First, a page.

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Virus Expert Just Issued This Chilling Warning

We're only in the "first quarter" of this pandemic.
FACT CHECKED BY Emilia Paluszek

You think COVID is "over." Think again. Dr. Michael Osterholm, an epidemiologist and director of the Center for Infectious Disease Research and Policy at the University of Minnesota, says we're only in the "first quarter" of the pandemic. Speaking on The Chad Hartman Show, he revealed five life-saving pieces of advice about the next surge, Long COVID and vaccines for kids. Read on—and to ensure your health and the health of others, don't miss these Sure Signs You've Already Had COVID.


Cases are Going Down—but Not Everywhere

doctor or healthcare worker in protective wear, medical mask and face shield making coronavirus test and taking sample from patient

The good news is, cases nationwide are going down. "In fact, 40 states are contributing to this case decrease over the past week," said Osterholm. "It's been remarkable, in many of the states, even in the Midwest, like Minnesota, Wisconsin, the Dakotas, are starting to see case numbers drop. We have eight states, however, where the number of cases are still double the national average. And if you take one—Alaska tops the list. If they were, in fact, a country they'd be in the top 10 countries in the world with the highest cadence rates. Other states include Montana, Idaho, Utah, Colorado are also seeing still substantial increases. So it's fading away that now, but there are still areas of the country that really adversely impacted. And we'll have to see what happens over the course of the next several weeks. But I would suspect that they too will start to see decreases in the near term."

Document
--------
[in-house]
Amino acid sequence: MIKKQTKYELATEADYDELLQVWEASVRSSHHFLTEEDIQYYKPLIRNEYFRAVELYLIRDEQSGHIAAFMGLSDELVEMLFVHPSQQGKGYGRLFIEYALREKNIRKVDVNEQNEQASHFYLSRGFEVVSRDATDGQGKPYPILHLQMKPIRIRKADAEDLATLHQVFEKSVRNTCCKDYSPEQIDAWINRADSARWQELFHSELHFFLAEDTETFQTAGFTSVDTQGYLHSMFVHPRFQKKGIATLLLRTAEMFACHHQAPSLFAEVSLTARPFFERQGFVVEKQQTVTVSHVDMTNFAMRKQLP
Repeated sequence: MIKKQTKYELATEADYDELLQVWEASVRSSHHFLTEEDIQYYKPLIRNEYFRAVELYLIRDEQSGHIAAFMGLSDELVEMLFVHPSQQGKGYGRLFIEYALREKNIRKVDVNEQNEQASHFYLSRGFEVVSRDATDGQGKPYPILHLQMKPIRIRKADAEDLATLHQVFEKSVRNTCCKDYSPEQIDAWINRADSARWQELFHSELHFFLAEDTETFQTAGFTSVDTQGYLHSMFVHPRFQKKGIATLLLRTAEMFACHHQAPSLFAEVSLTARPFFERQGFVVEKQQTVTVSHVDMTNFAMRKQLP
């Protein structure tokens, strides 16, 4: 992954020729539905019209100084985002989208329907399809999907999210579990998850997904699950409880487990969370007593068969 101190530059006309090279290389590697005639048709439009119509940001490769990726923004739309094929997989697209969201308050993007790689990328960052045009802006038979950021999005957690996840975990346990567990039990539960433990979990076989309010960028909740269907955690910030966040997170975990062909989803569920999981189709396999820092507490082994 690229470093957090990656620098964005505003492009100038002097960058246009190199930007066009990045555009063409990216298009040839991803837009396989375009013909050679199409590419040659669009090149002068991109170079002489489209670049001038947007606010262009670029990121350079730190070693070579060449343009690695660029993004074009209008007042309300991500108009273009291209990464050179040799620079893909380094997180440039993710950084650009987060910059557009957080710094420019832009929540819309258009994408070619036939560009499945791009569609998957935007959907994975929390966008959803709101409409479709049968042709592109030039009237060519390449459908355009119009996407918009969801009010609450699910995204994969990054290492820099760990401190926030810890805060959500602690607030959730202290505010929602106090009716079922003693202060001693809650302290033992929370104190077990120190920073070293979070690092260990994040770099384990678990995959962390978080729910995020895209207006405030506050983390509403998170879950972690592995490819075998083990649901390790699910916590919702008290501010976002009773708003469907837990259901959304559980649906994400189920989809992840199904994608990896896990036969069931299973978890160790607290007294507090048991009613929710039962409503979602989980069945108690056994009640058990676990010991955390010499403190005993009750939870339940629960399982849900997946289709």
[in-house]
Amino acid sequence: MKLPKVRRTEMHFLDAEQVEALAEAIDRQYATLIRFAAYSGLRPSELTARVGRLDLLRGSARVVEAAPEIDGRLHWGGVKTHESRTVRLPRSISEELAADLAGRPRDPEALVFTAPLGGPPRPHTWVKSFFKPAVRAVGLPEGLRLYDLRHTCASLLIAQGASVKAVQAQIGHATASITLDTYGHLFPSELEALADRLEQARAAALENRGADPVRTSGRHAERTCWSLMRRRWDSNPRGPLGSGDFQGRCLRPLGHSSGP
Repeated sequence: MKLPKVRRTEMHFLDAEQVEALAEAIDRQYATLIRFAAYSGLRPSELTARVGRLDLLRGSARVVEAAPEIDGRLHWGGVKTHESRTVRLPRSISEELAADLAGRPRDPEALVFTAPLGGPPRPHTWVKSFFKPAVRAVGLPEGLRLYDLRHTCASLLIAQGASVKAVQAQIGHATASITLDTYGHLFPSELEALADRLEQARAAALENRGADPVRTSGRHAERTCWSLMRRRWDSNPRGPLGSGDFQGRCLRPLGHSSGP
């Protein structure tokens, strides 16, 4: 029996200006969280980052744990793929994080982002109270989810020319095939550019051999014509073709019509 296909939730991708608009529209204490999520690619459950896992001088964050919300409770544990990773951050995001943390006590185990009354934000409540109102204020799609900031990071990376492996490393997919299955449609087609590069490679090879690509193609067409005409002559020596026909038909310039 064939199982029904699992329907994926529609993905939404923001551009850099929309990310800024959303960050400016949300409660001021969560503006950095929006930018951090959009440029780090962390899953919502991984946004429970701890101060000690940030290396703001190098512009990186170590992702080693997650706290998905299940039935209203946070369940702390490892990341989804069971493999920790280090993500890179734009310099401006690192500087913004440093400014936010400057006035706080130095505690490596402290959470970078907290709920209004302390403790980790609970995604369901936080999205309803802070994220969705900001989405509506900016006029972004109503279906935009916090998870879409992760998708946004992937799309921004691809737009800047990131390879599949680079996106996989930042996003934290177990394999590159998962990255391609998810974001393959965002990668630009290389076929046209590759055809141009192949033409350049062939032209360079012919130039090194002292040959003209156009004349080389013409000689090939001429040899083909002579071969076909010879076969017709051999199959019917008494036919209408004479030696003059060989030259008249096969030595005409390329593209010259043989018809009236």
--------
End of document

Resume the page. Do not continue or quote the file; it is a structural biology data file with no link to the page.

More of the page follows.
The Next Surges May Happen Here

Female doctor or nurse trying to give shot or vaccine against virus to a scared patient.

"The positivity rates are related to how much virus is in the community and why this virus comes into the community," said Osterholm. "Now how big the surge gets is really to what we, as humans, do, particularly vaccination rates, the measures we take to limit transmission can surely bring that surge down. What we can say is we still have at least 70 million Americans who are still susceptible to this virus, who've not been vaccinated or who have waning immunity right now. And that's more than enough for this coronavirus forest fire to burn. We're gonna see more surges, particularly in some areas. L.A. in New York were completely spared in this most recent Delta surge. And we don't know why. They surely have pockets of highly unvaccinated people. So the next surges may include them." 

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You Have Got to Vaccinate Your Kids to Protect Them

Doctor vaccinating child at hospital.